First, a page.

“He messed up in life,” first baseman Luke Voit said. “I don’t know the things he did. You always get a second chance at this. We have his back. But he’s skating on thin ice, and he needs to get his life together. And I think he’s doing the right steps to do so. But, again, he’s got to prove to us that he can do that.”
Germán was placed on administrative leave on Sept. 19, 2019 while MLB investigated an alleged domestic violence incident involving his girlfriend, with whom he has at least one child.
Max Scherzer held his first extended bullpen session off a mound Wednesday after being held back in spring training because of an injured left ankle, throwing 40 pitches at “about 80-85%,” according to Washington Nationals manager Dave Martinez.
“No complaints. No issues,” Martinez said. “We’ll see how he feels tomorrow, go from there.”
Martinez said Scherzer’s ankle “didn’t bother him at all.”
The three-time Cy Young Award winner hurt himself while running a couple of weeks before Washington’s camp opened in West Palm Beach, Florida.
La Russa says AL Rookie of the Year runner-up Luis Robert is so talented he’s a “six-tool player.” Actually, credit for that description goes to Hall of Famer Frank Thomas.
“I saw Frank Thomas this offseason, and he told me, ‘You’ve heard of a five-tool player?’ I said, ‘Sure.’ He says, ‘Luis is a six-tool player.’
“I’m watching him,” La Russa added. “I can see. He’s got another gear or a level that he goes to.”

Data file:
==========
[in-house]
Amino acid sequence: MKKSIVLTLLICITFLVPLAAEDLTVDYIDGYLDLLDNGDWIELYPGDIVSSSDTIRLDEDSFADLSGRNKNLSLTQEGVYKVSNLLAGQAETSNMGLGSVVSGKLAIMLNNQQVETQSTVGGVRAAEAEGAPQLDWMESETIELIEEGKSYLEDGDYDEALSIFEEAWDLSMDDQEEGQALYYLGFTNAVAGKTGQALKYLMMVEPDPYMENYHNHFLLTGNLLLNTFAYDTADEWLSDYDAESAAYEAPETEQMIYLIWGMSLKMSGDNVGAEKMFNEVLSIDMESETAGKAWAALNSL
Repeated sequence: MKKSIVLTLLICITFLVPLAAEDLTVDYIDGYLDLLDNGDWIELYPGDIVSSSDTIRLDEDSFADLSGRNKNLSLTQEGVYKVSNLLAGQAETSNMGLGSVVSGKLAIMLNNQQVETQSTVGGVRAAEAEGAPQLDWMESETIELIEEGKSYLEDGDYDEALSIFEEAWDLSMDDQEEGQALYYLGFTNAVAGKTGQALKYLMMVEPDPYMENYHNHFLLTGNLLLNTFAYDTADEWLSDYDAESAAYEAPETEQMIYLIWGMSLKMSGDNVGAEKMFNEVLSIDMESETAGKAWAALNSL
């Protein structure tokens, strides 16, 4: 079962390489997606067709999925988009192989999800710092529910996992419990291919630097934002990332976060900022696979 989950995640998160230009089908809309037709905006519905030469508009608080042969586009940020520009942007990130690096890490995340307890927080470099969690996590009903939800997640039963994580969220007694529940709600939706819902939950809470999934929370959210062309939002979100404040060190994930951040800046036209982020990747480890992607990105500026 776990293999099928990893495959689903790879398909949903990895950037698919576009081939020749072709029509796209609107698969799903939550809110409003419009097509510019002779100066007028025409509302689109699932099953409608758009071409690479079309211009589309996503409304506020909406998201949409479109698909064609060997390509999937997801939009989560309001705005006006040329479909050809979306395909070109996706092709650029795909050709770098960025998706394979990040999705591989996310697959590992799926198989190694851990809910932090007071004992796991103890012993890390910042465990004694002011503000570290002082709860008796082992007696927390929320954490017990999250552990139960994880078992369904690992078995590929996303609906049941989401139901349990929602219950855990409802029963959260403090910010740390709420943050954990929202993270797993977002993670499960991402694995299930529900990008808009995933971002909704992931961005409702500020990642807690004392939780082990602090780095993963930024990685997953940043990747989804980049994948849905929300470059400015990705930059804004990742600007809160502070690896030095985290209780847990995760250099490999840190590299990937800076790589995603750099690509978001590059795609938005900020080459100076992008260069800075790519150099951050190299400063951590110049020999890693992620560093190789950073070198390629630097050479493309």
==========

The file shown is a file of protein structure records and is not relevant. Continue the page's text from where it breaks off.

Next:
Robert made a big impression last season with 11 home runs and 31 RBIs during the pandemic-shortened season. The center fielder from Cuba won a Gold Glove and finished second in the Rookie of the Year voting behind Seattle’s Kyle Lewis.
Kohei Arihara is still adjusting to the slicker MLB baseball and the dry climate in Arizona spring training after the past six seasons pitching in Japan’s Pacific League. The new Texas Rangers right-hander, signed to a $6.2 million, two-year contract in December, has now had his first taste of facing some big league hitters, and it was a good start for him.
Arihara said he threw 23 pitches during a live BP session Wednesday. The 28-year-old pitcher threw a variety of pitches, including a few high fastballs for strikes.
“It was a fresh feeling, like the start of a new year, so it felt good,” Arihara said through his translator after the session on a backfield in Surprise, Arizona.
FANS IN THE STANDS
The San Diego Padres, who ended a 13-year playoff drought in 2020, will play their spring debut Sunday against Seattle in front of a few thousand fans at Peoria Stadium. It will be the first time since last spring training that they played in front of fans.
“That was something that was talked about a lot last year, was how electric Petco Park would be if there were fans last year during the course of the Slam Diego run, the winning streaks and the playoff berth and all that stuff,” first baseman Eric Hosmer said.
“I think if there’s any team that’s excited to see some fans, it’s definitely us.”
AP Baseball Writer Ronald Blum and AP Sports Writers Howard Fendrich, Andrew Seligman, Stephen Hawkins and Bernie Wilson contributed.